He agrees that spying being reasonable or not is the main determining factor as to whether it is a violation of the 4th amendment or not. I have already answered this argument by showing how ineffective the NSA programs used to monitor these calls are at stopping crime, so this point does not stand either.

R3: Dropped arguments

Realize that one of my arguments have been dropped entirely, meaning that you can extend this across the debate. My opponent has never refuted my point about the injustice of spying on neighboring countries.


All my points are extended, my opponent has no arguments left as they are all refuted, and my opponent has even conceded one outright. This is a clear victory for the Pro side. I thank my opponent, this was interesting.

Debate Round No. 3
7 comments have been posted on this debate. Showing 1 through 7 records.
Posted by whiteflame 4 days ago
>Reported vote: Bennett91// Mod action: Removed<

6 points to Pro (S&G, Arguments, Sources). Reasons for voting decision: Pro used sources and had less spelling mistakes. For arguments Con gives brief arguments that are easily refuted by Pro. Con dropped the part about spying on allies, and Snowden did not help terrorists nor show the NSA spying on everyone justifies itself.

[*Reason for removal*] (1) Sources are insufficiently explained. The voter is required to explain how the arguments given were relevant to the debate, even if only one side provided sources. (2) S&G is insufficiently explained. Having fewer spelling mistakes is not sufficient reason to award this point; the voter is required to explain how the writing of one side made it difficult to understand that side"s arguments. (3) Arguments are insufficiently explained. Pointing out what one side failed to do is not analysis of the strength of either debater"s arguments. Dropping or failing to argue certain points can be part of the explanation for why one side is winning, but that"s not enough by itself.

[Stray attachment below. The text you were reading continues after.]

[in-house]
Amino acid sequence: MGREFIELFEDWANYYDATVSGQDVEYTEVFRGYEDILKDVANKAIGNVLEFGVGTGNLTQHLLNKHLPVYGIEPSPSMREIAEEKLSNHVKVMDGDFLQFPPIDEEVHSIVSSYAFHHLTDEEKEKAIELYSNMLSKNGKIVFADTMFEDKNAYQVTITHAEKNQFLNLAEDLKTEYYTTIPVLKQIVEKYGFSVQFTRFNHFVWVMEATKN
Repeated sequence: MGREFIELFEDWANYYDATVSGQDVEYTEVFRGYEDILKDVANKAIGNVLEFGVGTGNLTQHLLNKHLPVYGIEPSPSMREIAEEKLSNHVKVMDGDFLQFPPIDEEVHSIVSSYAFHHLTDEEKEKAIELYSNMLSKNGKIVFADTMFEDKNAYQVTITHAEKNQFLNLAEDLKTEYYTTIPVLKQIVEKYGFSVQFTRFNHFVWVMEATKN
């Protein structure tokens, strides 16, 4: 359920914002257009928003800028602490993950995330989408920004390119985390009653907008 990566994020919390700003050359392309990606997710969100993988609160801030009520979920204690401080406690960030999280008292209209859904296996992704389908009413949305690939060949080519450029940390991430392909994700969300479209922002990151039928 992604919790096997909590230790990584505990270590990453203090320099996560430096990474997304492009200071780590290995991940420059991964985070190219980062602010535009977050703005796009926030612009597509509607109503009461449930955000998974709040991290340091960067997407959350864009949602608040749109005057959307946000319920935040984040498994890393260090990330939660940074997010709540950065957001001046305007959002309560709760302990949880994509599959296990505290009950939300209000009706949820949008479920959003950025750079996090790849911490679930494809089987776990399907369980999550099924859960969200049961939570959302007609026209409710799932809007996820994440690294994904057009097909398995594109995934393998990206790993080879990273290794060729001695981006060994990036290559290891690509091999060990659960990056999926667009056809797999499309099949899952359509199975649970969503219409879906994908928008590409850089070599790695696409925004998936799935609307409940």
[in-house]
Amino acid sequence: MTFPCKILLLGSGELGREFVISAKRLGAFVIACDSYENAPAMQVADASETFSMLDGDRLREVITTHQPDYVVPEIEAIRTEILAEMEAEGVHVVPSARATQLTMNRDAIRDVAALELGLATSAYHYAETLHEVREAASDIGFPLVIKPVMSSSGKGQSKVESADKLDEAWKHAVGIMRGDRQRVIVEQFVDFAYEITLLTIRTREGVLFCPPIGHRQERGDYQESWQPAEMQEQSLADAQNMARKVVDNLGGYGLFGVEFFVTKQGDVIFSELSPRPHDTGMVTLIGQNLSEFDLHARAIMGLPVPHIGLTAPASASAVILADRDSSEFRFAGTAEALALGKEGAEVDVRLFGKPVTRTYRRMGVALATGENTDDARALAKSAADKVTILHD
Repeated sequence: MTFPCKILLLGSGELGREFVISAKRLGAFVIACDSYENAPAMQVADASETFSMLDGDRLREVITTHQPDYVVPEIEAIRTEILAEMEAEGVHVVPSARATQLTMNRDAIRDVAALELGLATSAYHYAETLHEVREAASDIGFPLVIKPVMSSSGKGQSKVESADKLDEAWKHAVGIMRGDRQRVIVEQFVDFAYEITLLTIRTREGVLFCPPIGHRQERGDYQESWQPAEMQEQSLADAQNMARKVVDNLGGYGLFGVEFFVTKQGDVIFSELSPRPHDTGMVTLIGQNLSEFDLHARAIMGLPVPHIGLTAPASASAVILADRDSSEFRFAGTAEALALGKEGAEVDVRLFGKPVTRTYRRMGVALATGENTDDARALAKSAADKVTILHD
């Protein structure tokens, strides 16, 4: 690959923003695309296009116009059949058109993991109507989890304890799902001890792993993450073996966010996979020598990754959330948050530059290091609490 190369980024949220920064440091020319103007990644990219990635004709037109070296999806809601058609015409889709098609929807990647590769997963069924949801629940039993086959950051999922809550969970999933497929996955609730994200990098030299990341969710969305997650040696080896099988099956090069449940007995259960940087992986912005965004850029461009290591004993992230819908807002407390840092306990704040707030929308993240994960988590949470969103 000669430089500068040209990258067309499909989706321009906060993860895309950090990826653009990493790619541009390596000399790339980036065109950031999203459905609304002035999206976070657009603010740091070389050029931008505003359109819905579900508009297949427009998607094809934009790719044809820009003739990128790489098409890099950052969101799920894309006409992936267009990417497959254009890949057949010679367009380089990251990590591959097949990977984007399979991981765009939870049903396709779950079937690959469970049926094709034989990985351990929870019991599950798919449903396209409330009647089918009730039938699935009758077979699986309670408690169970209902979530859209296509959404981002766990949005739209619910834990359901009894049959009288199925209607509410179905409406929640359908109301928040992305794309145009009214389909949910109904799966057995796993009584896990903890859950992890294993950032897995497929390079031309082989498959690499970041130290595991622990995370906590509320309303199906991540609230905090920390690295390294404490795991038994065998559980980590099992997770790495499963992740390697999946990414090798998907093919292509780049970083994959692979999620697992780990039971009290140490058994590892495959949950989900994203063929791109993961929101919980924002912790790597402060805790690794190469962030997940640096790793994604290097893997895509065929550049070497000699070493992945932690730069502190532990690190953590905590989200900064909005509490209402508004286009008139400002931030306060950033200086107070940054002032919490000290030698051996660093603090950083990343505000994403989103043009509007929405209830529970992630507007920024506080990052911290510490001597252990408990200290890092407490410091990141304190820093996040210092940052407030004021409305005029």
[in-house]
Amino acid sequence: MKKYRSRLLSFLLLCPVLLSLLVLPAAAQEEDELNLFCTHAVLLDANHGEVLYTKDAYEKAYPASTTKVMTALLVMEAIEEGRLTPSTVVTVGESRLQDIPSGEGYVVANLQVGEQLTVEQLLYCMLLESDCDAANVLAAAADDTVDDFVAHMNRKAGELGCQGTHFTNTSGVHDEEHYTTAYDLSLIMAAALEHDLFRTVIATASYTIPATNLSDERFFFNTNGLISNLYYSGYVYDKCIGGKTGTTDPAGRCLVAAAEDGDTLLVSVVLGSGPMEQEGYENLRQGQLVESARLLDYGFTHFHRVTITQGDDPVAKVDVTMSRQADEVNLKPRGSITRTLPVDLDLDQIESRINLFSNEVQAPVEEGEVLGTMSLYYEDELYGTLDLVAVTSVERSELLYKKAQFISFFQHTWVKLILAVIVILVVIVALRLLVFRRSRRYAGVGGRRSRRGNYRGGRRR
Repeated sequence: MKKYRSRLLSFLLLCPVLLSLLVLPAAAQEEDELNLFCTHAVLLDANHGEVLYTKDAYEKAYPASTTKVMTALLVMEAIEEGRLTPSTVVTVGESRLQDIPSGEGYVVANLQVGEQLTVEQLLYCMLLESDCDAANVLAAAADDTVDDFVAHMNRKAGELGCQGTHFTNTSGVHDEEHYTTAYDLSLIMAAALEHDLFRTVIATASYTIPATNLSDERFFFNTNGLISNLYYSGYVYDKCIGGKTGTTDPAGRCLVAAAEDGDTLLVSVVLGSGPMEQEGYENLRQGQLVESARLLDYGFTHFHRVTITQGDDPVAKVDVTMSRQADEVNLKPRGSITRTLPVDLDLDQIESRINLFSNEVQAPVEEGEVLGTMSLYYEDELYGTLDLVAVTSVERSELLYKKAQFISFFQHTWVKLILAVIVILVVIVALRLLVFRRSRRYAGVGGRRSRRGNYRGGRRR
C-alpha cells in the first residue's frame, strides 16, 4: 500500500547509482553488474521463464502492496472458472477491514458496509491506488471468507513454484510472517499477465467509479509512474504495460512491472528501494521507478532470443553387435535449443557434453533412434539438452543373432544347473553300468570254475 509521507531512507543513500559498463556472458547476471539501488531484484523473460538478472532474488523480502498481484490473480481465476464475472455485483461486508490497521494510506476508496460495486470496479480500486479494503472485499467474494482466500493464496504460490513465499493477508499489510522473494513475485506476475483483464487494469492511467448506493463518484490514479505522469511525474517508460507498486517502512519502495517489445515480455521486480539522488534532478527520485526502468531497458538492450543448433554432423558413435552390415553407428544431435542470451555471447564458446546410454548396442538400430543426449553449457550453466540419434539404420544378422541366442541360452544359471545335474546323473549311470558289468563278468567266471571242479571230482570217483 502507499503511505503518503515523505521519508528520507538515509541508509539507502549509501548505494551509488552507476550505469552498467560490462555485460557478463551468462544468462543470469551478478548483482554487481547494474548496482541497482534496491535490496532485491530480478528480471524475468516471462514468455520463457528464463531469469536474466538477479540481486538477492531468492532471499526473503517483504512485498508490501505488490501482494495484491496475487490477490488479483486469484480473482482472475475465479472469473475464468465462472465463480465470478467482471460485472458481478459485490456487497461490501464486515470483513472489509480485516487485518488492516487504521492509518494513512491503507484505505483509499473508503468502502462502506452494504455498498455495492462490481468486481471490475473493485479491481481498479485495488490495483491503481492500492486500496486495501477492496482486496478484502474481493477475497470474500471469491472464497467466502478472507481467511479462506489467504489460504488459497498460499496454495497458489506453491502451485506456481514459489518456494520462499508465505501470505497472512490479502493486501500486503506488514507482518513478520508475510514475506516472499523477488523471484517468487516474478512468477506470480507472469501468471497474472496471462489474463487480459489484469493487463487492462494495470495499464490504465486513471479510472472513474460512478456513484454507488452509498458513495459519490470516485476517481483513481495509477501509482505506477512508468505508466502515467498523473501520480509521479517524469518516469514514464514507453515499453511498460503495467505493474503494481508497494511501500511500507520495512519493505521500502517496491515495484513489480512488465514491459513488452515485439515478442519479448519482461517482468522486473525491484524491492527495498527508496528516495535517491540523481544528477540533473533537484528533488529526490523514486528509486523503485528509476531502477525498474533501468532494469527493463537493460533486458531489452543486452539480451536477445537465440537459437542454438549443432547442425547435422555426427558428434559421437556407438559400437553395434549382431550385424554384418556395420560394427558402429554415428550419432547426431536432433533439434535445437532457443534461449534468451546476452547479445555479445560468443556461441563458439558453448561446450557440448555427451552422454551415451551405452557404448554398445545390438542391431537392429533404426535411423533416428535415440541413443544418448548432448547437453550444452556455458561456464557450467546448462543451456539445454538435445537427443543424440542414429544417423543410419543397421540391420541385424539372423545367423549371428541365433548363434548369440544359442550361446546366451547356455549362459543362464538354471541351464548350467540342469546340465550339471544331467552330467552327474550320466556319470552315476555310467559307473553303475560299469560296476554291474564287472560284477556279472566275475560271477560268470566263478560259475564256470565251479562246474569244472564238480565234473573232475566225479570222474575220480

Posted by blamonkey 1 week ago
If you can't post a case before the time limit ends, then you can pass and I will do the same so we have an equal number of rounds. Please don't just forfeit though, it seems I can never go an entire debate without that happening.
Posted by blamonkey 1 week ago
I respect the point you make here in the comments, but next time include it in the debate.
Posted by liam2002 1 week ago
Why did Edward have to reveal all of it, why couldn't he just reveal the part about the USA spying on other nations?
Posted by liam2002 2 weeks ago
I know my second debate was mostly a copy of my other debate, but I want to present the same reasons
Posted by blamonkey 2 weeks ago
I don't know if I can change your opinion, but I will accept the debate.
Posted by liam2002 2 weeks ago
I want my opinion to be changed if you can.
1 votes has been placed for this debate.
Vote Placed by Bennett91 4 days ago
Agreed with before the debate:--Vote Checkmark0 points
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Used the most reliable sources:-Vote Checkmark-2 points
Total points awarded:05 
Reasons for voting decision: Pro used sources that where accessible and credible to prove his claims - Con did not - Con's claims being unverifiable hurt his creditably. For arguments Con gives brief arguments that are easily refuted by Pro. Con's responses were an average of 4 sentences based on his mere opinion - he even says "Whether or not its a violation of the 4th amendment depends on if you think the spying is reasonable." Well I do think it's a violation, and Pro points out the legal arguments that would entail why it's a violation to which Con does not rebut. Con dropped the part about spying on allies, and without sources Con can't prove Snowden helped terrorists nor show the NSA spying on everyone justifies itself.